Walking with Spring by Earl V. Shaffer

Walking with Spring

In April 1948, the 11-year-old Appalachian Trail from Maine to Georgia was pretty much a wreck: Volunteer maintainers who hadn't been called to combat couldn't get rationed gasoline to get out there to keep it clear. In April 1948, so, pretty much, was Earl Shaffer, self-dubbed The Crazy One. He had come home from war in the Pacific where he had lost the dearest friend of his life. He needed to walk it off, and he did with the most primitive of g...

Details Walking with Spring

TitleWalking with Spring
Release DateOct 1st, 1983
PublisherMenasha Ridge Press
GenreNonfiction, Travel, Environment, Nature, Adventure, Biography, Autobiography, Memoir

Reviews Walking with Spring

  • SonLight
    I can thank the deepest recession since the Great Depression for the discovery of this treasure. While getting ready for work one morning, I enjoyed an NPR news story profiling the newly-unemployed. It seems a few, those with a bit of time on their hands and money to spare (5 grand or so), decided what better opportunity could there be than to hike the Appalachian Trail. It seems that spiritual quests don't come cheap these days -- you’ve got t...
  • Elena Santangelo
    This is the memoir of the first thru-hike of the Appalachian Trail in 1948 by Earl Shaffer. He'd returned from service in WW2 depressed and confused, all the more so because he'd lost his best friend and hiking buddy at Iwo Jima. So he decided to hike the entire Appalachian Trail in one long hike, both as a tribute to his friend and to get the war out of his system. He took photos on the way, some of which are included in the book, and made notes...
  • P.J. Wetzel
    I'm an old guy - Social Security retirement age. Yet Earl Shaffer accomplished what he called his 'Long Cruise' - the very first Appalachian Trail thru-hike - before I was born (but barely - I happened to be a fetus at the time). The year was 1948.When you're the very first to do something there's a wall of uncertainty surrounding the endeavor that is hard to comprehend. The conventional wisdom among those involved with and knowledgeable about th...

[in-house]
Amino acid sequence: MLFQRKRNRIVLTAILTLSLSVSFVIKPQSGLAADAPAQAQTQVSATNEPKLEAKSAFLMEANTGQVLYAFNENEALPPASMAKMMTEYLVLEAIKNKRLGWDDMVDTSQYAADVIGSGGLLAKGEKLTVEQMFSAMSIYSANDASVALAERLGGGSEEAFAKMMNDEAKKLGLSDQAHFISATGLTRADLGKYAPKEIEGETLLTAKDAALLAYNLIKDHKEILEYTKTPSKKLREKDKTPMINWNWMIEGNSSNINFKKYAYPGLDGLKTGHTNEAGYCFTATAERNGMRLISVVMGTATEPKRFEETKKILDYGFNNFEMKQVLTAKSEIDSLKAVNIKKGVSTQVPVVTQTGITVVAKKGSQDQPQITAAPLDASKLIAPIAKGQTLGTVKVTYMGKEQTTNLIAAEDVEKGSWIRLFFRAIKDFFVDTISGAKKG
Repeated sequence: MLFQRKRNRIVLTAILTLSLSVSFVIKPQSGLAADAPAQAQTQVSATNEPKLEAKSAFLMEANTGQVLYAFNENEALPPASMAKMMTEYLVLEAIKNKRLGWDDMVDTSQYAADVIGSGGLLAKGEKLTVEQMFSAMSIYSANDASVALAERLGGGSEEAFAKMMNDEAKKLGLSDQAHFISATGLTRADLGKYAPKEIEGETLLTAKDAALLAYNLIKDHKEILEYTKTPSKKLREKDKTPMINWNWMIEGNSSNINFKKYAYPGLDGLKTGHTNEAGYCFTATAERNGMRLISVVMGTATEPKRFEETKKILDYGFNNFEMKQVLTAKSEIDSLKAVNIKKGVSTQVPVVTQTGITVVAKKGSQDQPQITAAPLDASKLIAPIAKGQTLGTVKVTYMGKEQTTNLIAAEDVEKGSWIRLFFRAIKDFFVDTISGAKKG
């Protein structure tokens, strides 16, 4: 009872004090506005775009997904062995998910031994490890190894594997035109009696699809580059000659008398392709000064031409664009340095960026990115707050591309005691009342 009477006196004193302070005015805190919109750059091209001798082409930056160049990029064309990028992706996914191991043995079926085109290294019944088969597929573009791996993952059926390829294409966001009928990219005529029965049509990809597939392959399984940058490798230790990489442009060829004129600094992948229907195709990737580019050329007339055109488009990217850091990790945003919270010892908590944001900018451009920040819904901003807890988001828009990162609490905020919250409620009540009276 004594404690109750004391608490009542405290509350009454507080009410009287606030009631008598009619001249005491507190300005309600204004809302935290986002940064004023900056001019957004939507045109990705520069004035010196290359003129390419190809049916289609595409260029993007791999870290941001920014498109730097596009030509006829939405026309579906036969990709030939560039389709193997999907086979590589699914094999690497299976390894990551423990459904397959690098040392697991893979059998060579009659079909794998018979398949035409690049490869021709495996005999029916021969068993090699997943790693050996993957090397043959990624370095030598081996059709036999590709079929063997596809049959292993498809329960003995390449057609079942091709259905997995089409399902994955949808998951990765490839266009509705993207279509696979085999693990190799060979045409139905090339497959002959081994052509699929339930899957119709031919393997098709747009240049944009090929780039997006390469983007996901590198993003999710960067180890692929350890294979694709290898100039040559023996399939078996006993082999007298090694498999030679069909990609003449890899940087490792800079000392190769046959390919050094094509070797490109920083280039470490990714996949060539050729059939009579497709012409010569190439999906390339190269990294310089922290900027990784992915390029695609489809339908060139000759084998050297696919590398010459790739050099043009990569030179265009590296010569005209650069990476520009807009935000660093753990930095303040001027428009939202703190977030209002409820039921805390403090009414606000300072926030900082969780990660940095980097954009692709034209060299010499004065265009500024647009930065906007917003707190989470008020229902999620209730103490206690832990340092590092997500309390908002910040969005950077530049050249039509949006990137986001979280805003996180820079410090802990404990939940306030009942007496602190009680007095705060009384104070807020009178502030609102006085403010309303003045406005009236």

• Misti
    Really made me want to do another thru-hike. Also made me want to take a long slow hike through New Hampshire and Maine. Gah, I miss that trail.
  • Ken Garrett
    Shaffer set out to walk the entire Appalachian Trail--the first to officially do so, to "walk the Army out of me," after fighting in the South Pacific. (Incidentally, a close friend and hiking partner was killed in the fighting.) This backdrop of the story explains the resolved, solitary, people-avoiding, lonely trek north. Minute detail is given regarding the features of the trail; springs, shelters, wash-outs, trail detours, etc. This is a wond...
  • Linda Davidson
    While this book isn't for everyone, I really enjoyed reading this account of Earl Shaffer's first complete thru hike of the Appalachian Trail in 1948. At that time the trail's concept was only about 12-15 years old and efforts to create it were mostly abandoned during WW II. So with no maps, little information, few maintained shelters, Earl hiked the 2000 + miles, sleeping in the woods in all kinds of nasty weather, mostly by himself, encounterin...
  • Daniel Talley
    I have walked about a mile with my wife and family last summer in the smoky mountains. Have read a couple of books on the adventure and this one was the best. Written by the first thru hiker I was impressed by the fluid direction and easy read. This has only just increased the dream of walking more of the AT and more.
  • Stephen Veliz
    A must read for any backpacker, especially those interested in the Appalachian Trail. Shaffer tackles the trail in 1948, and was the first to complete a NOBO thru-hike. It’s amazing how much the trail remains the same as when he hiked the 2,000+ mile trail.
  • Bob Fox
    I wish this were written closer to when he got off trail, but it was still interesting to see how much the trail has changed over the decades. A must read if you like AT hiker memoirs since he was the first recorded thru-hiker.
  • Michael
    Listened to it
  • Varun Dharane
  • Deb
    Another wonderful adventure. His documentation was great!
  • Jordan
    Borrowed this from a friend so I felt obligated to finish it, but I wasn't really a fan. It's very cool to read about the first thru-hike of the Appalachian Trail in first person. However, the book reads like a diary (which I believe it sort of is), but not a very well-written diary. The author's descriptions are super dry, he brings things up and never explains them, and glosses over a lot of things I'd be interested to know more about. If you w...
  • Kathy
    Quotable:And now the time had come. This was the threshold of my great adventure, long delayed by World War II and without my trail partner, who had been killed on Iwo Jima. Those four and a half years of army service, more than half of it in combat areas of the Pacific, without furlough or even rest leave, had left me confused and depressed. Perhaps this trip would be the answer.“Who has smelled the woodsmoke at twilight, who has seen the camp...
  • JTrav